I know how he feels – this is my fifth visit to Costa Rica, and still I am meeting new relatives!
4. Less Talking Overall
And so my little Monkey tends to stay close to Mom and Dad, quietly observing everything going on around him. Typically this will only last for a brief period of time, and then he is off running and playing. But even so I have noticed that he does not talk nearly as much as when it is just the three of us.
Is this just shyness or an awareness of the Spanish being spoken around him? I tend to think it is the former, because when he does feel comfortable and start to speak more, he talks quite unselfconsciously in English.
So in the end, what will come of our little Spanish immersion experiment? First of all, we know that teaching our little Monkey Spanish wasn’t the main purpose of our visit. We are principally here to visit family, which we have been lucky enough to do in abundance.
Also, the visit has been a confirmation that our efforts at home have paid off. Despite the fact that our son speaks mostly in English, it is obvious that he understands everything that is said to him. When relatives speak to him in Spanish, his responses – though in English – make it clear that he understood them perfectly. For this, I give full credit to my husband, who makes an extraordinary effort to speak to our son solely in Spanish.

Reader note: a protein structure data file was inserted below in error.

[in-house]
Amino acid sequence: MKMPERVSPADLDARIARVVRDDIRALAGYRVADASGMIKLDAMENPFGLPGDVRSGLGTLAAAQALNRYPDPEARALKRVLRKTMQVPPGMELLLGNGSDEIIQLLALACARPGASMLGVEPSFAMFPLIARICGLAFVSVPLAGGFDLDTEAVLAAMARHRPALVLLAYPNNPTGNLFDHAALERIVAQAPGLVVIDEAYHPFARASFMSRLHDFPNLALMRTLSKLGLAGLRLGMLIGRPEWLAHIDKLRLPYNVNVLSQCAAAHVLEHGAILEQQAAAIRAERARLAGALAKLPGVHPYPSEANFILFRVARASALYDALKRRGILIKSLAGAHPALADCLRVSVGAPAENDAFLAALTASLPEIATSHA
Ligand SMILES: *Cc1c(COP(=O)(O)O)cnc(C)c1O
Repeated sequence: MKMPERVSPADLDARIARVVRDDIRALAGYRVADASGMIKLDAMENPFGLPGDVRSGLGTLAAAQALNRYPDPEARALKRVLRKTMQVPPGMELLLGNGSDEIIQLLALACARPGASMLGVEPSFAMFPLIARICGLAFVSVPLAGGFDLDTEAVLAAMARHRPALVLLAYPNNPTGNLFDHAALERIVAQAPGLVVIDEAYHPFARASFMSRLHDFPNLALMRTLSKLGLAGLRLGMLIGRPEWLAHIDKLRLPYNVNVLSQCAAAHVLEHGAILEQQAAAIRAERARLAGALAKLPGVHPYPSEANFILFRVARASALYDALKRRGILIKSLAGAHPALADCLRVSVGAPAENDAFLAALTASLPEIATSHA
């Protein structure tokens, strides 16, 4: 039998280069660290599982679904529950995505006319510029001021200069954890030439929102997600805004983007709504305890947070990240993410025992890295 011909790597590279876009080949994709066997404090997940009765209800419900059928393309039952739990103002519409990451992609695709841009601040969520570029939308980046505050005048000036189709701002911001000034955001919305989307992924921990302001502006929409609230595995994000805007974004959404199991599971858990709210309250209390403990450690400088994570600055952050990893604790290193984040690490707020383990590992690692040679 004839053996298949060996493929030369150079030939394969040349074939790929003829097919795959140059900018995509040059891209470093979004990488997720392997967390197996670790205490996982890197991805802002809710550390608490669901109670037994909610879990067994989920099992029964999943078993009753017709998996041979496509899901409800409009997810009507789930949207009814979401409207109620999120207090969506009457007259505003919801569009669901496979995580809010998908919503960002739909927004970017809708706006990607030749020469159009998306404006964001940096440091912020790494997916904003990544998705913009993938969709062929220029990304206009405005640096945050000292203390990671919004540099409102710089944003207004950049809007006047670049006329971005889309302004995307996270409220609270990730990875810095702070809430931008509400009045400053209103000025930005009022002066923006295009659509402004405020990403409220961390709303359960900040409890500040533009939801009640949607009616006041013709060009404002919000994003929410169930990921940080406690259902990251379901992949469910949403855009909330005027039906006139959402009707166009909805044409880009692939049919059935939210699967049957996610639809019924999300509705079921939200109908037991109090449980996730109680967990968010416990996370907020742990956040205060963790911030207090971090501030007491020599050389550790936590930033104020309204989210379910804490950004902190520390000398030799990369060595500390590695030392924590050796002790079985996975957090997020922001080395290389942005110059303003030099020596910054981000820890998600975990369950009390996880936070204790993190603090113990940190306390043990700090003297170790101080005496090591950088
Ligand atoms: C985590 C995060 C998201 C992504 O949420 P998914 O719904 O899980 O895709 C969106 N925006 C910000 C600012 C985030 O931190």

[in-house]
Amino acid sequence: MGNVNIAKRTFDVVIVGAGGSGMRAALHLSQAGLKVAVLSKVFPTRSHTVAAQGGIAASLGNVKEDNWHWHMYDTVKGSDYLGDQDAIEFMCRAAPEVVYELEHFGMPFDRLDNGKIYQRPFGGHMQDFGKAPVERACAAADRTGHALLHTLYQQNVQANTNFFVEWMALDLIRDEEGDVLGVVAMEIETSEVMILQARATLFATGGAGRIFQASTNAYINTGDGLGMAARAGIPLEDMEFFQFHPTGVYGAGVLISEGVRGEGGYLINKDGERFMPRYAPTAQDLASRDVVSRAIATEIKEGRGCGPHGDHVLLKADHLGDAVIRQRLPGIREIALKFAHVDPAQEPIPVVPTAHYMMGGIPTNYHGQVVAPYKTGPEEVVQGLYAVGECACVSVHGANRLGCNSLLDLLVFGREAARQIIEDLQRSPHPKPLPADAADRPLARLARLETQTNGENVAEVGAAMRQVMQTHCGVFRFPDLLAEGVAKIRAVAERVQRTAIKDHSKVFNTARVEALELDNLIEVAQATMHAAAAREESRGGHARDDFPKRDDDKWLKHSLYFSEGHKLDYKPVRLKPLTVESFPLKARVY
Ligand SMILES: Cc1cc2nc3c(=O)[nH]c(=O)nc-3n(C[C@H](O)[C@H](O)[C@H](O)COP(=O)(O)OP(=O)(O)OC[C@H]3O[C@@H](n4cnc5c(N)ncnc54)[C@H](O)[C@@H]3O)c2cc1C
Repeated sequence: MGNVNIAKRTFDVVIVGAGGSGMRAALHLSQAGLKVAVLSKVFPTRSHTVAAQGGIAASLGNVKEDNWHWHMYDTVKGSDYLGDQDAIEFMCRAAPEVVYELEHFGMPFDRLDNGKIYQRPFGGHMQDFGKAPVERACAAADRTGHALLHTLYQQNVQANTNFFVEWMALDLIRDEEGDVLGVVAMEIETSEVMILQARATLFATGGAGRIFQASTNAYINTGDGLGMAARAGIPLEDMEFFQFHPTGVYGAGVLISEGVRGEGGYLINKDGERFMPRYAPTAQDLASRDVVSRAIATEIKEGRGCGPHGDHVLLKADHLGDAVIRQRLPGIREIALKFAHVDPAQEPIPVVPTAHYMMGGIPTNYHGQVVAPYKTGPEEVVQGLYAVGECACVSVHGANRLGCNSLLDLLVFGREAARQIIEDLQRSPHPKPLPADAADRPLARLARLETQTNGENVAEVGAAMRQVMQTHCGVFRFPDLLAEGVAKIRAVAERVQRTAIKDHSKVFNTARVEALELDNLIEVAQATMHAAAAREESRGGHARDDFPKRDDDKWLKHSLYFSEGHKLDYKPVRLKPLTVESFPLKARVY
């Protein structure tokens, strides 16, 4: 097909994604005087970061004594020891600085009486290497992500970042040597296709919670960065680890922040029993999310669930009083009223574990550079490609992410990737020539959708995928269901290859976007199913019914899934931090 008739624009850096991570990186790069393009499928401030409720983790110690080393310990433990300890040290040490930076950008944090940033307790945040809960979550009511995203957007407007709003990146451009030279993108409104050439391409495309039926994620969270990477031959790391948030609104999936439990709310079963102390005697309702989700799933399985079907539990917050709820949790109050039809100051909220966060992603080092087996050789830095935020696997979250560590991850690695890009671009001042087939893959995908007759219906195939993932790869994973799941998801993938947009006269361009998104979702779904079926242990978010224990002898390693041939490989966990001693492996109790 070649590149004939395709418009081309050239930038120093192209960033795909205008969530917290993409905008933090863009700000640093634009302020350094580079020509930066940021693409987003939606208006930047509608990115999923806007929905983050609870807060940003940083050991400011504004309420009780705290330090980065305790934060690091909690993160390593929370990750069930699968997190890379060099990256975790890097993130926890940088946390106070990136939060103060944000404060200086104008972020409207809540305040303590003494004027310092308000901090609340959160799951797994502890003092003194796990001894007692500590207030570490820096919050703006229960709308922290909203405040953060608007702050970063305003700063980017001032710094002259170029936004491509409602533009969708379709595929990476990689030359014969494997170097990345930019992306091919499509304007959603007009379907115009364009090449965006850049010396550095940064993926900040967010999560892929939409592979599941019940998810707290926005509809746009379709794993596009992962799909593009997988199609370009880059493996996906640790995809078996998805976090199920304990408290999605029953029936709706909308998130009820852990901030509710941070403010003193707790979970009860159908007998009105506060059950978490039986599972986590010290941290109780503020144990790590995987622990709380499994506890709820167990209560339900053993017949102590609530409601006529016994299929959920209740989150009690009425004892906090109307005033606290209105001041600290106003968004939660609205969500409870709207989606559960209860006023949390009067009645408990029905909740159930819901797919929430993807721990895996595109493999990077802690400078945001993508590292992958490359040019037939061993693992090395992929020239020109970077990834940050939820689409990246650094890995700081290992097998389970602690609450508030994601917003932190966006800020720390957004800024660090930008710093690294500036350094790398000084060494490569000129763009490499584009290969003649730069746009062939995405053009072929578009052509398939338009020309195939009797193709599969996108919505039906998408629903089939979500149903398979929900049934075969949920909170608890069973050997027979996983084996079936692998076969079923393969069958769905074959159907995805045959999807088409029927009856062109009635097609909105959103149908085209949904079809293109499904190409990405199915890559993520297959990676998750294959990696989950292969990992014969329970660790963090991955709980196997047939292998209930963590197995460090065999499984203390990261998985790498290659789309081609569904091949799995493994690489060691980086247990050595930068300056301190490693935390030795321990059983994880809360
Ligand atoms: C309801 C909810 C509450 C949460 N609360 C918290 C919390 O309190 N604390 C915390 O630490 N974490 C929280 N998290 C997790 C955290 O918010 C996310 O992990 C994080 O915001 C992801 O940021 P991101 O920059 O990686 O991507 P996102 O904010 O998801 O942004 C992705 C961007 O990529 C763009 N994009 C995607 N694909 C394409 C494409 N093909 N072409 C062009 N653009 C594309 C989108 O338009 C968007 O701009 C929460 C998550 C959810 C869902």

And at this age, the most important thing is that our little Monkey develop a love for the language, since this seems to be one of the most important factors in determining whether or not a child will continue speaking the language as s/he grows older and leaves the exclusive orbit of his parents’ influence. Many bilingual children avoid speaking the second language once they start school, as it becomes more important to blend in with their peers.
If nothing else, I feel secure in the fact that this trip strengthened our little Monkey’s association of Spanish with people he loves, a connection already cemented because of his love for his father. And in the end, that is the most important gift we can give him.
This post has been shared at Natural Mothers Network’s Seasonal Sunday Celebration, Worldwide Culture Swap’s July Culture Swapper, Milk and Cuddles’ Mommy Club, and Bicultural Mom’s Multicultural Monday.
This post is part of the July Blogging Carnival on Bilingualism.